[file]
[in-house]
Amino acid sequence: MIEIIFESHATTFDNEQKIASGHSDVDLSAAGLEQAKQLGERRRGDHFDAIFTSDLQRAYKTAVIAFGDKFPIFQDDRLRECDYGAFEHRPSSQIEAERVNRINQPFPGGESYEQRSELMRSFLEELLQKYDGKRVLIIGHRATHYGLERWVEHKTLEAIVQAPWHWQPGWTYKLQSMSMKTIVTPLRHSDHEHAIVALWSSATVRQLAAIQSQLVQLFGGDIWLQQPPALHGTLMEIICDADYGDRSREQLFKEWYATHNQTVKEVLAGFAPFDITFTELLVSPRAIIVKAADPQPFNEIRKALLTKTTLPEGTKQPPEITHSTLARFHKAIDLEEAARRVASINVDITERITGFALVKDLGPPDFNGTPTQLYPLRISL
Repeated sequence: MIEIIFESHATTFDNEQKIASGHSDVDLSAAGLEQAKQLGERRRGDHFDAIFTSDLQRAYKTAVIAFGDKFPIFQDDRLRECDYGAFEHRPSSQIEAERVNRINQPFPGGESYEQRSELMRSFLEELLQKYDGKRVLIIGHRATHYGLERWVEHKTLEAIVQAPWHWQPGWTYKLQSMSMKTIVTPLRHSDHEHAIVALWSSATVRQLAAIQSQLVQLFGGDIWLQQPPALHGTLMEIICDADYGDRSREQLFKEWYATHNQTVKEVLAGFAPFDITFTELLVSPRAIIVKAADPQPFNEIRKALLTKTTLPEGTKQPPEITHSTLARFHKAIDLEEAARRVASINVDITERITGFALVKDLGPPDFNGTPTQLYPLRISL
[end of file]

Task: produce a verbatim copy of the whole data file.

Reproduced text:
[in-house]
Amino acid sequence: MIEIIFESHATTFDNEQKIASGHSDVDLSAAGLEQAKQLGERRRGDHFDAIFTSDLQRAYKTAVIAFGDKFPIFQDDRLRECDYGAFEHRPSSQIEAERVNRINQPFPGGESYEQRSELMRSFLEELLQKYDGKRVLIIGHRATHYGLERWVEHKTLEAIVQAPWHWQPGWTYKLQSMSMKTIVTPLRHSDHEHAIVALWSSATVRQLAAIQSQLVQLFGGDIWLQQPPALHGTLMEIICDADYGDRSREQLFKEWYATHNQTVKEVLAGFAPFDITFTELLVSPRAIIVKAADPQPFNEIRKALLTKTTLPEGTKQPPEITHSTLARFHKAIDLEEAARRVASINVDITERITGFALVKDLGPPDFNGTPTQLYPLRISL
Repeated sequence: MIEIIFESHATTFDNEQKIASGHSDVDLSAAGLEQAKQLGERRRGDHFDAIFTSDLQRAYKTAVIAFGDKFPIFQDDRLRECDYGAFEHRPSSQIEAERVNRINQPFPGGESYEQRSELMRSFLEELLQKYDGKRVLIIGHRATHYGLERWVEHKTLEAIVQAPWHWQPGWTYKLQSMSMKTIVTPLRHSDHEHAIVALWSSATVRQLAAIQSQLVQLFGGDIWLQQPPALHGTLMEIICDADYGDRSREQLFKEWYATHNQTVKEVLAGFAPFDITFTELLVSPRAIIVKAADPQPFNEIRKALLTKTTLPEGTKQPPEITHSTLARFHKAIDLEEAARRVASINVDITERITGFALVKDLGPPDFNGTPTQLYPLRISL